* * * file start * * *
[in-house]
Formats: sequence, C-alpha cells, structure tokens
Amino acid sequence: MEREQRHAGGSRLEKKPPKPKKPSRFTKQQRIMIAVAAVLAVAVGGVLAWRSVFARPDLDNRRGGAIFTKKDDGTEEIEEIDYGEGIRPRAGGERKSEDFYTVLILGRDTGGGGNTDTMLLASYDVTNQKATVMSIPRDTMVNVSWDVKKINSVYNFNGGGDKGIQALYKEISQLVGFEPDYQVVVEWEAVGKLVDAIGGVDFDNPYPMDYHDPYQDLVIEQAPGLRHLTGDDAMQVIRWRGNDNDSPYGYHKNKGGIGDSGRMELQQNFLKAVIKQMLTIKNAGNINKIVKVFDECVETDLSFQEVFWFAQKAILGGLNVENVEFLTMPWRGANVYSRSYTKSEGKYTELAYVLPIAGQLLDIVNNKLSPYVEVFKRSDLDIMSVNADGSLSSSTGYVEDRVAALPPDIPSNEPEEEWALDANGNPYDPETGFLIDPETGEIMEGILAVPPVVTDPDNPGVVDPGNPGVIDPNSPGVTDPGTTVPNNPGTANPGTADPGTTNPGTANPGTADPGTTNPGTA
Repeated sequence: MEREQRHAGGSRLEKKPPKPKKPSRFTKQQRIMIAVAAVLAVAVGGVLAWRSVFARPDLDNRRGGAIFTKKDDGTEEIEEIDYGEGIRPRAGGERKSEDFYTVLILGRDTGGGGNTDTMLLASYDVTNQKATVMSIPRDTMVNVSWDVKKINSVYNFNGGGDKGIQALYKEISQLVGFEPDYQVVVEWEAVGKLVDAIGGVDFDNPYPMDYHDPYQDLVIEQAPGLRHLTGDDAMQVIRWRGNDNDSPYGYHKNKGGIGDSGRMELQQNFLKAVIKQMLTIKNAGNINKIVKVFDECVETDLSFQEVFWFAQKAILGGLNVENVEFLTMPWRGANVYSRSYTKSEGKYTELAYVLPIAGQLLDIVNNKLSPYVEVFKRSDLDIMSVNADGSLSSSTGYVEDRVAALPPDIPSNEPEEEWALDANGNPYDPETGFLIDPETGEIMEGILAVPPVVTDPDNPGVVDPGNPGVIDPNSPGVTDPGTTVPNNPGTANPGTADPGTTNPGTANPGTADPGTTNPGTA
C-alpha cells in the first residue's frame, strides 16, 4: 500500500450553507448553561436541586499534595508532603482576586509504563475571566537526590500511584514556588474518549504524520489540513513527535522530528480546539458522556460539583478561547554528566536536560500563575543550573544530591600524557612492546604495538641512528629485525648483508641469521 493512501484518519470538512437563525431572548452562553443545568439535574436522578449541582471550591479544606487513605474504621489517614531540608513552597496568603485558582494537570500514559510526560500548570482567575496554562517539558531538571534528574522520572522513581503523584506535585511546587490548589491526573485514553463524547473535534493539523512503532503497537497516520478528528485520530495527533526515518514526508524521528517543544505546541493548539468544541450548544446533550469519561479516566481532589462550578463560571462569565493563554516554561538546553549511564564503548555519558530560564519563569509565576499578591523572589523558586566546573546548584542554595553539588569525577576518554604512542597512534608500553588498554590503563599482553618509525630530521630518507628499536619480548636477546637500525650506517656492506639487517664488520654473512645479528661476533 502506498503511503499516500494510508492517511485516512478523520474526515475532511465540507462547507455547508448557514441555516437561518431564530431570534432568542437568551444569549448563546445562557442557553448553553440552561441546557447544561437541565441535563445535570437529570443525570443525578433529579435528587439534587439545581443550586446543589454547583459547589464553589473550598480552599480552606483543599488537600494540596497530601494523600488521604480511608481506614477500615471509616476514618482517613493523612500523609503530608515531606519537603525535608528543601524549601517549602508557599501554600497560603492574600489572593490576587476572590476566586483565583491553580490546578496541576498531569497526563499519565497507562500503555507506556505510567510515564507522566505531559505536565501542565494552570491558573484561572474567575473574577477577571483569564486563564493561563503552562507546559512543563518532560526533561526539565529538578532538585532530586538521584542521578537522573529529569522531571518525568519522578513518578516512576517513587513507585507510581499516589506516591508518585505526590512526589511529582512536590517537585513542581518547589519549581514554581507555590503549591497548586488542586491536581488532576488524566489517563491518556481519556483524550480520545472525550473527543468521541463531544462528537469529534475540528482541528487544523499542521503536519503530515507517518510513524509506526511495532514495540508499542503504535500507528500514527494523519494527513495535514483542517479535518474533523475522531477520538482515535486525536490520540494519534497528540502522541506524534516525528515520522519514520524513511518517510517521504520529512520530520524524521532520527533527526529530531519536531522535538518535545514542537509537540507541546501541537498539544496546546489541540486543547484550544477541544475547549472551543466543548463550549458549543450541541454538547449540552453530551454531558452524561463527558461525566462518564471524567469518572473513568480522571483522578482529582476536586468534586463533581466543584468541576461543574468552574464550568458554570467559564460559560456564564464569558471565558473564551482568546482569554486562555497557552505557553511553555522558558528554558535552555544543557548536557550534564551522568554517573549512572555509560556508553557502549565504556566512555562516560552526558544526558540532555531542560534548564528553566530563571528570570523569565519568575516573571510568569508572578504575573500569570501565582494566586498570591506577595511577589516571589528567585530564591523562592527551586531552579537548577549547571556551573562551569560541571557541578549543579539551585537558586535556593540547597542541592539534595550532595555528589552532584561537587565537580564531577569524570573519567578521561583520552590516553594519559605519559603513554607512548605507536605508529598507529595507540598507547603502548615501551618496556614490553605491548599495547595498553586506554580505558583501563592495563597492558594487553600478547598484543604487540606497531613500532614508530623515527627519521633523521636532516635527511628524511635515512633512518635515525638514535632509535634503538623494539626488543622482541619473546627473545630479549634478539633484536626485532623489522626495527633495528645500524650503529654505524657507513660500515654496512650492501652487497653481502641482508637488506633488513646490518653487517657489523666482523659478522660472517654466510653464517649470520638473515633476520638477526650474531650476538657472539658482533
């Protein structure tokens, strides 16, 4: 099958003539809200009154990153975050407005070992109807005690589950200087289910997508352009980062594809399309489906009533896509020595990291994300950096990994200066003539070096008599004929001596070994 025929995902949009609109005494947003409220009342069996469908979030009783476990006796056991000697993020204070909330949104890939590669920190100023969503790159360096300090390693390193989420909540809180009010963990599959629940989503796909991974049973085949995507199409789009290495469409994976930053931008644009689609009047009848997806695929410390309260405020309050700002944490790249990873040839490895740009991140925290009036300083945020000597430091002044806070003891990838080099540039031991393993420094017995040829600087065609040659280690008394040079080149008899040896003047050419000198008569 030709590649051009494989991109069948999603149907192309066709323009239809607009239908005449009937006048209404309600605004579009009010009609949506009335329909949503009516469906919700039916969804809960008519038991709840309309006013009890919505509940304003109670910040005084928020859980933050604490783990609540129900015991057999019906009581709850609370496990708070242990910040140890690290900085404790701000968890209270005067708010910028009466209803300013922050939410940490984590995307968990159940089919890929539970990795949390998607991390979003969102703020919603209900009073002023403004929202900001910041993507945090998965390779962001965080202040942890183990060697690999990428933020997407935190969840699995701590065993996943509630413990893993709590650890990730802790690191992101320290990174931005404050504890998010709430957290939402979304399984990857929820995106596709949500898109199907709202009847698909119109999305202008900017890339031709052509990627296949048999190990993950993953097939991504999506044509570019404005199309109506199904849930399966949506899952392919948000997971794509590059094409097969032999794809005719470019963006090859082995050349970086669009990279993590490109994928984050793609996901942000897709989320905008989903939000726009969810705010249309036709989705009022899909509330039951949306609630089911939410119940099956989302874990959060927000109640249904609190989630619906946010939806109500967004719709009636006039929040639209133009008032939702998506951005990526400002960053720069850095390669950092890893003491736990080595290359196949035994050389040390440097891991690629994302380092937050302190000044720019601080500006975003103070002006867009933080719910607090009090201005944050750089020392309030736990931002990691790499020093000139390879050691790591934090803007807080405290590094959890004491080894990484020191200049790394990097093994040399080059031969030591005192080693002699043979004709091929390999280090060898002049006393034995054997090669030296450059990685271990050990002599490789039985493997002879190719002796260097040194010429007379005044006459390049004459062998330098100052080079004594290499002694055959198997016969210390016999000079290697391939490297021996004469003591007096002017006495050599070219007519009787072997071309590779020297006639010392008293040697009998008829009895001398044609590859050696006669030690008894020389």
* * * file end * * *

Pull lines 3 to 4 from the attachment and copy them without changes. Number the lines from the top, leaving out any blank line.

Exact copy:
Amino acid sequence: MEREQRHAGGSRLEKKPPKPKKPSRFTKQQRIMIAVAAVLAVAVGGVLAWRSVFARPDLDNRRGGAIFTKKDDGTEEIEEIDYGEGIRPRAGGERKSEDFYTVLILGRDTGGGGNTDTMLLASYDVTNQKATVMSIPRDTMVNVSWDVKKINSVYNFNGGGDKGIQALYKEISQLVGFEPDYQVVVEWEAVGKLVDAIGGVDFDNPYPMDYHDPYQDLVIEQAPGLRHLTGDDAMQVIRWRGNDNDSPYGYHKNKGGIGDSGRMELQQNFLKAVIKQMLTIKNAGNINKIVKVFDECVETDLSFQEVFWFAQKAILGGLNVENVEFLTMPWRGANVYSRSYTKSEGKYTELAYVLPIAGQLLDIVNNKLSPYVEVFKRSDLDIMSVNADGSLSSSTGYVEDRVAALPPDIPSNEPEEEWALDANGNPYDPETGFLIDPETGEIMEGILAVPPVVTDPDNPGVVDPGNPGVIDPNSPGVTDPGTTVPNNPGTANPGTADPGTTNPGTANPGTADPGTTNPGTA
Repeated sequence: MEREQRHAGGSRLEKKPPKPKKPSRFTKQQRIMIAVAAVLAVAVGGVLAWRSVFARPDLDNRRGGAIFTKKDDGTEEIEEIDYGEGIRPRAGGERKSEDFYTVLILGRDTGGGGNTDTMLLASYDVTNQKATVMSIPRDTMVNVSWDVKKINSVYNFNGGGDKGIQALYKEISQLVGFEPDYQVVVEWEAVGKLVDAIGGVDFDNPYPMDYHDPYQDLVIEQAPGLRHLTGDDAMQVIRWRGNDNDSPYGYHKNKGGIGDSGRMELQQNFLKAVIKQMLTIKNAGNINKIVKVFDECVETDLSFQEVFWFAQKAILGGLNVENVEFLTMPWRGANVYSRSYTKSEGKYTELAYVLPIAGQLLDIVNNKLSPYVEVFKRSDLDIMSVNADGSLSSSTGYVEDRVAALPPDIPSNEPEEEWALDANGNPYDPETGFLIDPETGEIMEGILAVPPVVTDPDNPGVVDPGNPGVIDPNSPGVTDPGTTVPNNPGTANPGTADPGTTNPGTANPGTADPGTTNPGTA